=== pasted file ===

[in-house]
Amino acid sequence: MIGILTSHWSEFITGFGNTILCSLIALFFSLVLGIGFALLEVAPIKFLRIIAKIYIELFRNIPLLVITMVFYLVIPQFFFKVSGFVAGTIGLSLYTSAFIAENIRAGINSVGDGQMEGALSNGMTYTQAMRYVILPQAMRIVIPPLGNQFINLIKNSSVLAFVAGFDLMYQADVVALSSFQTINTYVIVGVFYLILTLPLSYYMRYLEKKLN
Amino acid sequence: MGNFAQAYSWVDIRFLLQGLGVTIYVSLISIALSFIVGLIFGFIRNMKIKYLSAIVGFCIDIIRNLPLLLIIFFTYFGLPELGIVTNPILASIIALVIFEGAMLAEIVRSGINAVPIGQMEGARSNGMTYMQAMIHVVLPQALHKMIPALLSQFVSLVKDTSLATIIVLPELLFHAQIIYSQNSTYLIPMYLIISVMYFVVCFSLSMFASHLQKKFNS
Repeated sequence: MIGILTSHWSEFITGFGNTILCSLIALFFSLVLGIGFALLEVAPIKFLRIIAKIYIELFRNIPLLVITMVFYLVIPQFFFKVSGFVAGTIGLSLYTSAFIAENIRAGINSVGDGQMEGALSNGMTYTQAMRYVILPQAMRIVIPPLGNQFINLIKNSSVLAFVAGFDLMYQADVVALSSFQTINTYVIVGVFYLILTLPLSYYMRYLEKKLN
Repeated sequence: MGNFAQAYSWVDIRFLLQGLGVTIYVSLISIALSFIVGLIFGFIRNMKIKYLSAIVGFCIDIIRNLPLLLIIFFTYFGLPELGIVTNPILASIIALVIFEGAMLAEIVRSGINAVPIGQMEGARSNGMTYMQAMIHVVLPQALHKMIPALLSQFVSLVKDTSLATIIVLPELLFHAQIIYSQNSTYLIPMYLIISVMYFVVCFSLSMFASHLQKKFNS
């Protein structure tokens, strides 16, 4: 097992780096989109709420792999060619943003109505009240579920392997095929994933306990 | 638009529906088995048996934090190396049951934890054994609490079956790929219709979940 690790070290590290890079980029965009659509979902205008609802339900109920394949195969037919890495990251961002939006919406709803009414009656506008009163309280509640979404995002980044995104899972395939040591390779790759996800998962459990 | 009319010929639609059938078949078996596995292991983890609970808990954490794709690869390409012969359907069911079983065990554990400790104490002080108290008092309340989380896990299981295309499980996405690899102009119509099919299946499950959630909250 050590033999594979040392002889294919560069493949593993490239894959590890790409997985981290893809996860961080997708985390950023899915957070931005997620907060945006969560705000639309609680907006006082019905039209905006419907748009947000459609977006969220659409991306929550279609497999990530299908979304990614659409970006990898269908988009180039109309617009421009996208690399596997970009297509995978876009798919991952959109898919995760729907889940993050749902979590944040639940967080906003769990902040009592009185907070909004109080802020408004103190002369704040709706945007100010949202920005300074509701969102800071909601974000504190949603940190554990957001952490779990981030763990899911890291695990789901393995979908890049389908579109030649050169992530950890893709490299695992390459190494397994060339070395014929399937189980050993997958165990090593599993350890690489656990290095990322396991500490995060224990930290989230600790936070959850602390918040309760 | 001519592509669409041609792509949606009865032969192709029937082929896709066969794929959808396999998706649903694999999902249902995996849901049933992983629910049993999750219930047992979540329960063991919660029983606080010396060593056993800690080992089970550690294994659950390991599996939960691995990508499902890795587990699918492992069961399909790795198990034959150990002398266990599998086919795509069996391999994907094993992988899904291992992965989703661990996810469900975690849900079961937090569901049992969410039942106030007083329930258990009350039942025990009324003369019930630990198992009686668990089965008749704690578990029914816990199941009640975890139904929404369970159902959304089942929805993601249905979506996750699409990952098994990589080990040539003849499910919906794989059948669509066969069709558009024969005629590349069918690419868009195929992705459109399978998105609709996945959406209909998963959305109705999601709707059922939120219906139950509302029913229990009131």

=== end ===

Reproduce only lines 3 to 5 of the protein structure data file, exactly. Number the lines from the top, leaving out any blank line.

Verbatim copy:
Amino acid sequence: MGNFAQAYSWVDIRFLLQGLGVTIYVSLISIALSFIVGLIFGFIRNMKIKYLSAIVGFCIDIIRNLPLLLIIFFTYFGLPELGIVTNPILASIIALVIFEGAMLAEIVRSGINAVPIGQMEGARSNGMTYMQAMIHVVLPQALHKMIPALLSQFVSLVKDTSLATIIVLPELLFHAQIIYSQNSTYLIPMYLIISVMYFVVCFSLSMFASHLQKKFNS
Repeated sequence: MIGILTSHWSEFITGFGNTILCSLIALFFSLVLGIGFALLEVAPIKFLRIIAKIYIELFRNIPLLVITMVFYLVIPQFFFKVSGFVAGTIGLSLYTSAFIAENIRAGINSVGDGQMEGALSNGMTYTQAMRYVILPQAMRIVIPPLGNQFINLIKNSSVLAFVAGFDLMYQADVVALSSFQTINTYVIVGVFYLILTLPLSYYMRYLEKKLN
Repeated sequence: MGNFAQAYSWVDIRFLLQGLGVTIYVSLISIALSFIVGLIFGFIRNMKIKYLSAIVGFCIDIIRNLPLLLIIFFTYFGLPELGIVTNPILASIIALVIFEGAMLAEIVRSGINAVPIGQMEGARSNGMTYMQAMIHVVLPQALHKMIPALLSQFVSLVKDTSLATIIVLPELLFHAQIIYSQNSTYLIPMYLIISVMYFVVCFSLSMFASHLQKKFNS